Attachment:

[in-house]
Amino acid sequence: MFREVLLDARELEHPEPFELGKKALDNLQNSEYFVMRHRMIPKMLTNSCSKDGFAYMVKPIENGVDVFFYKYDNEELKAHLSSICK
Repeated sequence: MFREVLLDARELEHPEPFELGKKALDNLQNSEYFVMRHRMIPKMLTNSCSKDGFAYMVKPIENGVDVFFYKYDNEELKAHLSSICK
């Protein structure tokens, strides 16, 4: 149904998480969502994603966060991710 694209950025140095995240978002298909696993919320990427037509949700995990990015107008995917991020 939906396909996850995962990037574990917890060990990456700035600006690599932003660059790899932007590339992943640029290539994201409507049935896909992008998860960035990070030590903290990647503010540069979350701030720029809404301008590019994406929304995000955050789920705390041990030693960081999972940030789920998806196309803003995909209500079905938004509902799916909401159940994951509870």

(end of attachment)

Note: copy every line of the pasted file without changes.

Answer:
[in-house]
Amino acid sequence: MFREVLLDARELEHPEPFELGKKALDNLQNSEYFVMRHRMIPKMLTNSCSKDGFAYMVKPIENGVDVFFYKYDNEELKAHLSSICK
Repeated sequence: MFREVLLDARELEHPEPFELGKKALDNLQNSEYFVMRHRMIPKMLTNSCSKDGFAYMVKPIENGVDVFFYKYDNEELKAHLSSICK
């Protein structure tokens, strides 16, 4: 149904998480969502994603966060991710 694209950025140095995240978002298909696993919320990427037509949700995990990015107008995917991020 939906396909996850995962990037574990917890060990990456700035600006690599932003660059790899932007590339992943640029290539994201409507049935896909992008998860960035990070030590903290990647503010540069979350701030720029809404301008590019994406929304995000955050789920705390041990030693960081999972940030789920998806196309803003995909209500079905938004509902799916909401159940994951509870």